November 1, 2019

Advanced microscopy reveals unusual DNA structure

Sandia scientist pushes technology’s limits to see fundamental feature of stretched S-DNA. An advanced imaging technique reveals new structural details of S-DNA, ladder-like DNA that forms when the molecule experiences extreme tension. This work conducted at Sandia National Laboratories and Vrije University in the Netherlands provides the first experimental evidence […]
November 1, 2019

Dentists could diagnose dia­betes and pre­dia­betes

Do you know how many people in the world suffer from diabetes? About 422, according to World Health Organization, but we can’t know for certain. The issue here is that many people who are suffering from diabetes live without diagnosis. This is a huge problem, but scientists think that one […]
October 31, 2019

Skeleton Key

Researchers reveal structures of skeletal components in hair-like cilia. It’s not every day that scientists get to publish a paper on Halloween about a skeleton, but that’s what the laboratories of Alan Brown in the Blavatnik Institute at Harvard Medical School and Rui Zhang at Washington University in St. Louis just did. As reported […]
October 31, 2019

3D-Printed Device Finds ‘Needle in a Haystack’ Cancer Cells by Removing the Hay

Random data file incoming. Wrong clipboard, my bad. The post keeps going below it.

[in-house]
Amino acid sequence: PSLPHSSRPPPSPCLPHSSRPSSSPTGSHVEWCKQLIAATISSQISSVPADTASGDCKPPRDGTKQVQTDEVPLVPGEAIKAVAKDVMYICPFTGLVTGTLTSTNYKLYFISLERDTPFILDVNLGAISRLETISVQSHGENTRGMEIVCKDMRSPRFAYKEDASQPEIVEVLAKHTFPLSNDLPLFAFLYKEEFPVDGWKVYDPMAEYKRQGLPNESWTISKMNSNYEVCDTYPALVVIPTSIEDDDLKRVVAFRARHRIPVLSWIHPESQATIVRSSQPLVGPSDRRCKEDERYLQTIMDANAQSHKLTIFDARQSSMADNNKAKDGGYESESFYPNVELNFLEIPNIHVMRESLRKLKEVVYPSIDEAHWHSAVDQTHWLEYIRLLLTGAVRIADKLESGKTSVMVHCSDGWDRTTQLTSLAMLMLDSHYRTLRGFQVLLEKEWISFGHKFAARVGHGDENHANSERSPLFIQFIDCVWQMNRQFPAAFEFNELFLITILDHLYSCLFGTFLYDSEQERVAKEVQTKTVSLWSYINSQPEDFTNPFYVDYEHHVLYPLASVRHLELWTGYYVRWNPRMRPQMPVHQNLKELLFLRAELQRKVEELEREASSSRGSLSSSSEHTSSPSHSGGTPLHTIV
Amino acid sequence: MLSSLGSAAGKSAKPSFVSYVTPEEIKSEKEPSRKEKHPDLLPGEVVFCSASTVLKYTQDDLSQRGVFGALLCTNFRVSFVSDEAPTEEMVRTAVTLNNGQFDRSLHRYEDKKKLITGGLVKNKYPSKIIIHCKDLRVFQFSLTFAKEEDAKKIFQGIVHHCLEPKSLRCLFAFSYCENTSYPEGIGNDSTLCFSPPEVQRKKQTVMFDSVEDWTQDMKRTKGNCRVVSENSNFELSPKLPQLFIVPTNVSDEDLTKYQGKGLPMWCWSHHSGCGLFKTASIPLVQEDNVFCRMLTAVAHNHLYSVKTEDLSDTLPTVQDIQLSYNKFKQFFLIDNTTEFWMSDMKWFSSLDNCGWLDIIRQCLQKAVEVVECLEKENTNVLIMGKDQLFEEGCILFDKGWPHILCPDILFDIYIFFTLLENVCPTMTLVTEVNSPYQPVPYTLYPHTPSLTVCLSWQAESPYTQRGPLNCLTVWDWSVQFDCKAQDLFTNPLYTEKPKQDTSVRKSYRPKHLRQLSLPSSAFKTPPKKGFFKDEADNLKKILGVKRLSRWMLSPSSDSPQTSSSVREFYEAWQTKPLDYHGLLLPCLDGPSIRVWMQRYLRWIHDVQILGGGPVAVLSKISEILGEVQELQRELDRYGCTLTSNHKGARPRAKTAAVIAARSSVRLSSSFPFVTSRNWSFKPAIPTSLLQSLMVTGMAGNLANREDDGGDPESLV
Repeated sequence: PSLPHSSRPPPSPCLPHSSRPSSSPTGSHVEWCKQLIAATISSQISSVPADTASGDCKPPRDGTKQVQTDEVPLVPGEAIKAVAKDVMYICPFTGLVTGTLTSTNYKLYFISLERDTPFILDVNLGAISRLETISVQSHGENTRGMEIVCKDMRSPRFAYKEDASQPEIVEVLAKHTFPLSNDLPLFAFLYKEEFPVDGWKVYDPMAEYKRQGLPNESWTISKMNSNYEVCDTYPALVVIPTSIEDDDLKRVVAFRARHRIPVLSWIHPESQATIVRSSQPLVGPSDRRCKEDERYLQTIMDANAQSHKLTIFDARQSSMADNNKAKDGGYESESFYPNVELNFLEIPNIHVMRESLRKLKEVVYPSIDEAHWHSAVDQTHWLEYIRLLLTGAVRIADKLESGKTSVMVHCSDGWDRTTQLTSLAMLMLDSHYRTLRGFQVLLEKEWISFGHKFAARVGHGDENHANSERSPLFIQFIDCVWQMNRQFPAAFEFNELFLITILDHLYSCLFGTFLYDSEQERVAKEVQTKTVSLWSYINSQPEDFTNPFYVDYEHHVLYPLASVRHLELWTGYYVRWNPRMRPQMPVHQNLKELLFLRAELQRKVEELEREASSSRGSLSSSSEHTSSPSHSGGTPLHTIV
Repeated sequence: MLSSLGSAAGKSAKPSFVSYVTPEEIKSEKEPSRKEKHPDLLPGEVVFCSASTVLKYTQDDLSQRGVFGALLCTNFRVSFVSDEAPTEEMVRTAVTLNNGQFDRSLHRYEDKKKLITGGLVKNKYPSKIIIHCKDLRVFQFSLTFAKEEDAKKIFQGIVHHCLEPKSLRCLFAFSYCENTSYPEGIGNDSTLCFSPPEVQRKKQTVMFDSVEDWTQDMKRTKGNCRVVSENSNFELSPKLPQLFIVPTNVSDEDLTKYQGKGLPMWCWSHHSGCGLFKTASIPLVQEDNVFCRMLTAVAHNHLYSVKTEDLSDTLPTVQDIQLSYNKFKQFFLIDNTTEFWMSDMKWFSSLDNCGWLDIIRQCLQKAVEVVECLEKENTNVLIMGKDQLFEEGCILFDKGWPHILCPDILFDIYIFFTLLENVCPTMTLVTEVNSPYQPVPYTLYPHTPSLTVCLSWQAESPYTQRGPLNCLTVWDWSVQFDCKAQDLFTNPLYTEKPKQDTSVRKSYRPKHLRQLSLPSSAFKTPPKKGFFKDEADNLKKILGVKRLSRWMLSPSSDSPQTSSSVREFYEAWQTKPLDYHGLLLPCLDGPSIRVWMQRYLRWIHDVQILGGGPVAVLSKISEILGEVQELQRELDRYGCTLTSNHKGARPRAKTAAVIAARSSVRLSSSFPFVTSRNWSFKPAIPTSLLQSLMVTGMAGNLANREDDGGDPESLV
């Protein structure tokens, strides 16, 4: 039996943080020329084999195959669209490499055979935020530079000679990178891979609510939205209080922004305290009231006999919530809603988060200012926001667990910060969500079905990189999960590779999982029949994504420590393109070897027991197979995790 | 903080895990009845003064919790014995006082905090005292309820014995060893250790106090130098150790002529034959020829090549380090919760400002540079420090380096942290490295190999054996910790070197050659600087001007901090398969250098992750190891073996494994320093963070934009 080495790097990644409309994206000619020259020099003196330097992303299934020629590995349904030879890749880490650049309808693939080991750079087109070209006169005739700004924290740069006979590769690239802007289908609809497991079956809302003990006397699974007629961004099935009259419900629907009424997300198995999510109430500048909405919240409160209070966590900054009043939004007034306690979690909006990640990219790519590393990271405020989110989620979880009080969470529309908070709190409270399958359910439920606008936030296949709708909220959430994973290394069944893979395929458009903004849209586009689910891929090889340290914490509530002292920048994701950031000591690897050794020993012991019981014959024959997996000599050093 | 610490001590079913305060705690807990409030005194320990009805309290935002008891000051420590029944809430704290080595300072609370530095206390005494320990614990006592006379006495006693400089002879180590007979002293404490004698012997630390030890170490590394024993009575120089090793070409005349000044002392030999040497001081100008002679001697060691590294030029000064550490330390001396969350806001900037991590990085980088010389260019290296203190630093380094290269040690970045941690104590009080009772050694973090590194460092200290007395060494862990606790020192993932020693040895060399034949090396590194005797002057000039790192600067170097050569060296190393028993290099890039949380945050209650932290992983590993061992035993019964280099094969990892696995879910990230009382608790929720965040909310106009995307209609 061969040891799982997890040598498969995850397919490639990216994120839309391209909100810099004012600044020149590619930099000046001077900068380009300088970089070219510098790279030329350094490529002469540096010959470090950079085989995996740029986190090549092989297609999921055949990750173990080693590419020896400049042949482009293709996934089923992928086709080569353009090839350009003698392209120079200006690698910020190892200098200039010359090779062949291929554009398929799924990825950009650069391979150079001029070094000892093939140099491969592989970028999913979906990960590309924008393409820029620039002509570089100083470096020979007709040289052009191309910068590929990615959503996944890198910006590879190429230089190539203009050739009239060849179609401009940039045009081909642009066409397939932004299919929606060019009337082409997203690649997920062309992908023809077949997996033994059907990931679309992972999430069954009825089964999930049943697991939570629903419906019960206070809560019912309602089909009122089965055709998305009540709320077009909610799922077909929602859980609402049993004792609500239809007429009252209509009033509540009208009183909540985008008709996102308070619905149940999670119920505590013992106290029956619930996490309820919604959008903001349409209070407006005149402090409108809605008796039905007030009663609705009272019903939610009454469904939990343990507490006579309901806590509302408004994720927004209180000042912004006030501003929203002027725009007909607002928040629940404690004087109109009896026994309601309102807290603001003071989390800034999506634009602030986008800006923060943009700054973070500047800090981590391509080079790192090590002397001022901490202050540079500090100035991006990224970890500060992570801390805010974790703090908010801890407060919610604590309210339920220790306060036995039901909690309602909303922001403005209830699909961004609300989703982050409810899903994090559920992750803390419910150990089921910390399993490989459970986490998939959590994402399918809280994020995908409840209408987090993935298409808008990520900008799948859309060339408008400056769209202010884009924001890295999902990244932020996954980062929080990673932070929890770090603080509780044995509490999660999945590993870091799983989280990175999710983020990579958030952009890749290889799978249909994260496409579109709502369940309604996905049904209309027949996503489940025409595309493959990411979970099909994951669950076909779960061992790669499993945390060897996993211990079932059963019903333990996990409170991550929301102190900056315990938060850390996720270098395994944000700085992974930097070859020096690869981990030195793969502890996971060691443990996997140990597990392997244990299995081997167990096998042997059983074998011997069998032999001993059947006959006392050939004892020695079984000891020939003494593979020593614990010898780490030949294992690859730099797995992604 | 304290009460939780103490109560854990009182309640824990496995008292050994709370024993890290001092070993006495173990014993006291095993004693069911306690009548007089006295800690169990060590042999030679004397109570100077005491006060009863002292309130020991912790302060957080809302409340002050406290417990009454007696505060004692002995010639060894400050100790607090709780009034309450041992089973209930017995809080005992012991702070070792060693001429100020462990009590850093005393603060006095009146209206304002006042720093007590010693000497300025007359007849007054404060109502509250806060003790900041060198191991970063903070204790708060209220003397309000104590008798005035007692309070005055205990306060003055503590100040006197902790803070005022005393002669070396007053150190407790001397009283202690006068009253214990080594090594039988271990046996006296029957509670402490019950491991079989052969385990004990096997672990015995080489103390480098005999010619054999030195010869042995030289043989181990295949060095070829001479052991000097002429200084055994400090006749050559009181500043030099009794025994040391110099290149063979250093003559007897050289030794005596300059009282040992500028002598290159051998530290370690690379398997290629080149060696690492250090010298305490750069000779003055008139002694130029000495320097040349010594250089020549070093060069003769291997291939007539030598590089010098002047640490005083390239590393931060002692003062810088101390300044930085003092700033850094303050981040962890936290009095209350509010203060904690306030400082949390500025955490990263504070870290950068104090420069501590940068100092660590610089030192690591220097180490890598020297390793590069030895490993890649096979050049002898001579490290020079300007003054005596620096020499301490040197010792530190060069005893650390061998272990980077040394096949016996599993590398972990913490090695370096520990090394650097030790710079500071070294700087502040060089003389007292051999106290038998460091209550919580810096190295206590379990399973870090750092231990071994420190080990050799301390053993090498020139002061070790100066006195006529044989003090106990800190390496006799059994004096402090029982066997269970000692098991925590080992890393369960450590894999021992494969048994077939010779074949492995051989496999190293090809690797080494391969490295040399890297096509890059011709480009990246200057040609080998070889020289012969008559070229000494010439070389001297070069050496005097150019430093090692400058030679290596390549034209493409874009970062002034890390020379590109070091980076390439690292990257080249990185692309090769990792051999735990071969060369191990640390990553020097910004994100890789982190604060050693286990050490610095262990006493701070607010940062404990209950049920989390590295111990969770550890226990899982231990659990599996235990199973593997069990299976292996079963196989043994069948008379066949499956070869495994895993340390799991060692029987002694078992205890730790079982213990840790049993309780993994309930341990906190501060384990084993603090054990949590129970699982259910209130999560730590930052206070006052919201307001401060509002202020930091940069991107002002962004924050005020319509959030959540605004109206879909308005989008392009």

Finding a handful of cancer cells hiding among billions of blood cells in a patient sample can be like finding a needle in a haystack. In a new approach enabled by 3D-printed cell traps, researchers are removing the hay to expose the cancer cells. Trapping the white blood cells – […]
October 31, 2019

Gabapentinoids Appear Increasingly to be Prescribed, Off-Label, for Cancer Pain

Between 2005 and 2015, as the opioid crisis in America came into focus, prescriptions for gabapentinoid medications — gabapentin and pregabalin — to adults with cancer saw a two-fold increase, a University of Michigan Rogel Cancer Center study has found. Gabapentin, which affects voltage-gated calcium channels in the brain, was originally approved […]
October 30, 2019

How our brains remember things depends upon how we learn them

The researchers from the Department of Experimental Psychology, the Wellcome Centre for Integrative Neuroimaging (WIN) and the Nuffield Department of Clinical Neurosciences, used an MRI scanner to observe changes in parts of the brain associated with learning and learned experiences while volunteers completed tasks that involved a reward. Participants also […]
October 30, 2019